We still live in the Tory England where the new Home Secretary can be a documented tax evader, moving within a cabinet flush with multi-millionaires who slash and burn public services in order to ‘outsource’ them to their pals (or themselves), talking tough on people funnelling their money offshore while doing everything possible to avoid doing much about it.

The UK is an enormously wealthy country. It will remain an enormously wealthy country even if and when Brexit hits our economy. There is nothing inevitable about any of the above. Soaring child poverty is a political choice. A crumbling NHS is a political choice. Councils going bankrupt and ramping up council tax to cope with slashed central government funding is a political choice.

Tory England is a political choice and one which I don’t believe most people in England actively want.

Labour is far from perfect and it falls on everyone who cares about social justice to maintain pressure on them to do better. Yet Corbyn’s Labour is not only a clear and present difference to Tory England, the General Election of 2017 underlines that it’s a viable one. Things can be better. We just have to want it. Just before GE2017 I wrote a blog which began with words from Eugene V. Debs – words I wrote with what felt at the time like hopeless optimism. Now that optimism doesn’t feel hopeless. Reject Tory England and vote Labour.

“Let the people everywhere take heart of hope, for the cross is bending, the midnight is passing, and joy cometh with the morning – Eugene V. Debs

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2014 – The Year of Nationalism

My first blog post in 2014 was about the Scottish independence referendum and nationalism – topics which came to dominate my writing over the year and which I’ll no doubt continue to write on. On the morning of the vote itself, I posted this:

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Though the vote was ‘No’, I think much of Scotland has indeed gone down a ‘cul de sac of self-delusion’. If anything, the unreflective certainty that independence a) will make things better and b) is absolutely the only way to make anything better has grown stronger in those who identify as ‘The 45’ and even many who do not. Opposition to and criticism of the SNP government has all but collapsed with the ‘enemy’ being firmly entrenched as Westminster, No voters, London, No-supporting parties. This isn’t about social justice – it’s a peculiar blend of nationalism, victimhood and narcissism. Wha’s like us? The conviction seems to be that absolutely no-one is and it manifests itself in everything from a queasy instrumentalisation of food banks/poverty to the recent claims that Glasgow was ‘special’ in how it responds to tragedy. You can see both in this terrible poem posted by a Scottish comedian after the bin lorry tragedy:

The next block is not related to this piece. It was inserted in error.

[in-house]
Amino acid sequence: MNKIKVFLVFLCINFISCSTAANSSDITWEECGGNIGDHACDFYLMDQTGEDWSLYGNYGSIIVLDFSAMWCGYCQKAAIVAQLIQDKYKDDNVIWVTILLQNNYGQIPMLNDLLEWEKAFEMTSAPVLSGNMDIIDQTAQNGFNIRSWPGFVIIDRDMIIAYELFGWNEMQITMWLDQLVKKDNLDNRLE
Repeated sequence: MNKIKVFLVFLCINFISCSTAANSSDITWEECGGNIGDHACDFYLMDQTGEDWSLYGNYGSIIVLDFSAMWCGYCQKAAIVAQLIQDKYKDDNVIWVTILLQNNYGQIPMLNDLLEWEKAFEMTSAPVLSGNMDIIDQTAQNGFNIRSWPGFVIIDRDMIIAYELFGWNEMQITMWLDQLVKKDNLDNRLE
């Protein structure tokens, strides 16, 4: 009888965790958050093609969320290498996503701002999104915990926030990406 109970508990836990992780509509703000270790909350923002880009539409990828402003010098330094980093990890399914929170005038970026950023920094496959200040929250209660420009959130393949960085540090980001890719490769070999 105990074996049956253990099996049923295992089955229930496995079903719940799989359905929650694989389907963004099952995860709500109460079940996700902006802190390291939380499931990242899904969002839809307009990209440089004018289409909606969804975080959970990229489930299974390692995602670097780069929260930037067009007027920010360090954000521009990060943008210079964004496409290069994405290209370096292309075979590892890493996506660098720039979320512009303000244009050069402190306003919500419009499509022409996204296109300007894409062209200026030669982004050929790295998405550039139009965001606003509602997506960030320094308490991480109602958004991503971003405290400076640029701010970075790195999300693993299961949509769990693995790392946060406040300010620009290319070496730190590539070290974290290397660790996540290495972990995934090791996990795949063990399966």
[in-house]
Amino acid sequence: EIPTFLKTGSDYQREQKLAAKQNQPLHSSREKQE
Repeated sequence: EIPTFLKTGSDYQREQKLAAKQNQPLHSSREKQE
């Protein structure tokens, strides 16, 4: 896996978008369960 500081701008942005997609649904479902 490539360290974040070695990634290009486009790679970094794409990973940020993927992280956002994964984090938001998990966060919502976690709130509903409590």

C360_2012-09-14-23-14-03In being directed to imagined enemies this is a good representation of the culture of ‘grievo-max’ which more critical commentators have identified in the Scottish national character. O’Hagan writes that anxiety about Scottishness tends to manifest itself in “hating bad news about the country itself, and seeing critics as traitors”. The poem above neatly shows that ‘traitors’ doesn’t quite capture the complexity of it – critics are viewed as ‘above themselves’, outsiders thinking they are ‘better’. I think most people who grew up there (certainly in central Scotland) would recognise this tendency. Issues like racism and poverty are reframed as plagues visited upon a good-hearted people by others who lack their unique character.